A big part of being a business leader means being an optimist. But there are times when you need to park your optimism. This is one of them.
An asset-based lender told me this week that getting some of his borrowers to take a more realistic view of their situations is becoming an issue. That’s probably not surprising, after all entrepreneurship is a mix of optimism and practical action.
Here is what I would suggest to someone struggling to find a balance between optimism and practical action in the current environment. Recognize that in a crisis, we often defer to our gut, our subconscious, our instincts, and that means your innate optimism could be misplaced at this moment. But there is a time and place for that energy.
Here is how you can direct it. First, park your optimism for a quick minute and see what is going on around you. It is for almost all of us a bad situation. Now is the time to make a plan for the short-term bad situation. Hunker down, push off spending, let employees go, defer payments, take government assistance. Write this into a plan.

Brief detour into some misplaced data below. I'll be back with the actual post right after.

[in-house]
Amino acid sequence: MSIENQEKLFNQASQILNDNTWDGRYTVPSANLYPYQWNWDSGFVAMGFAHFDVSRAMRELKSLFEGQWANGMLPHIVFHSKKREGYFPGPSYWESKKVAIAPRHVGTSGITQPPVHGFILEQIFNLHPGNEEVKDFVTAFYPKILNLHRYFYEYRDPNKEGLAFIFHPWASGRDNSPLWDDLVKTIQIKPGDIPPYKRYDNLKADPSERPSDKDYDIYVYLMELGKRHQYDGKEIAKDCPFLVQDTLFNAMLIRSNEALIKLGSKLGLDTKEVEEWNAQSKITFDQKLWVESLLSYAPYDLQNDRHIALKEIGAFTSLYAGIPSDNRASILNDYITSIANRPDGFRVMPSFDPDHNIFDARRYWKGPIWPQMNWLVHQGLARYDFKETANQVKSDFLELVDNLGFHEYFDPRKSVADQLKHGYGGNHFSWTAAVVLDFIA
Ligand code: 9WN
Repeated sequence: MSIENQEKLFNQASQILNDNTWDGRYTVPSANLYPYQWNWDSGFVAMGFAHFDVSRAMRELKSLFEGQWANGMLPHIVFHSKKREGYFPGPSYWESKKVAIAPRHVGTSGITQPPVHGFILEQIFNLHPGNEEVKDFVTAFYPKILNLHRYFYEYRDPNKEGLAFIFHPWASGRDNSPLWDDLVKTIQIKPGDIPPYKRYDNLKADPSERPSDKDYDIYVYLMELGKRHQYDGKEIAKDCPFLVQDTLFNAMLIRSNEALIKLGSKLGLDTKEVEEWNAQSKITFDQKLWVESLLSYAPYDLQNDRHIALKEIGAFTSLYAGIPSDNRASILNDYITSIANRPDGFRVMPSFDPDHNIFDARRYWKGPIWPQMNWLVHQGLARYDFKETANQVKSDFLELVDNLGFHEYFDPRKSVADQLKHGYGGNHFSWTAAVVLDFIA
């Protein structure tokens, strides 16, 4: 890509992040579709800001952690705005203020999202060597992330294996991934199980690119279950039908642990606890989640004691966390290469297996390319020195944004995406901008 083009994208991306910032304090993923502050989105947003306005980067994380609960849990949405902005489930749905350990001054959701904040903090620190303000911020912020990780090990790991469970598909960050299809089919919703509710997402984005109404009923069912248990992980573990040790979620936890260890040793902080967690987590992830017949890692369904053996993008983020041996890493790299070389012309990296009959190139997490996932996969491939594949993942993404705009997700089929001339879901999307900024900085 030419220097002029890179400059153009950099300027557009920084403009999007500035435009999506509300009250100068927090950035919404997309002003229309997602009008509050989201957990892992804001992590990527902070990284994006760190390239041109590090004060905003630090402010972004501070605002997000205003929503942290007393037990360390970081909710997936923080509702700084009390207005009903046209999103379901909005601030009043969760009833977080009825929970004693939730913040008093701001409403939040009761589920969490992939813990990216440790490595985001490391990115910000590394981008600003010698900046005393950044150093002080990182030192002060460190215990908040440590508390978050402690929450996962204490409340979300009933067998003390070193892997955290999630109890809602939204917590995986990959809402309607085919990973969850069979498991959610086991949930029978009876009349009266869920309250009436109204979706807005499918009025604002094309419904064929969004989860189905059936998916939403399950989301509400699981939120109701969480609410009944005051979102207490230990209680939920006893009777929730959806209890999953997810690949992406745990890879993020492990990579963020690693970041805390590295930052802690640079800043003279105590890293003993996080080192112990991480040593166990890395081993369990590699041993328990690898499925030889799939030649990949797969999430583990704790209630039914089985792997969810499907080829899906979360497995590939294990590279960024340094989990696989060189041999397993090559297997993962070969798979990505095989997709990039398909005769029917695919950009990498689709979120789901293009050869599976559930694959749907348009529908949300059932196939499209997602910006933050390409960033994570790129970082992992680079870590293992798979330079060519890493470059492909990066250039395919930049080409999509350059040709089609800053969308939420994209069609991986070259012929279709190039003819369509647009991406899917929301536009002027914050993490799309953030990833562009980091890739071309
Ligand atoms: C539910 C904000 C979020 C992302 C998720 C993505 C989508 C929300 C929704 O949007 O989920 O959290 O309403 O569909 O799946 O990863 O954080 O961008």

The best planning tool for a crisis is a 13-week cash flow model. Then once you are hunkered down and have a good cash-based plan, pull out your optimism and think about how you will attack the new world. You want to take a fresh look at the dual problem of getting back on your feet as a business and how would you be best placed in the new world order where clearly many things will change.
← Insights & News
Putting that optimism on the back burner now and then later directing it to your post Covid-19 future is the most useful way to direct your entrepreneurial energy and optimism.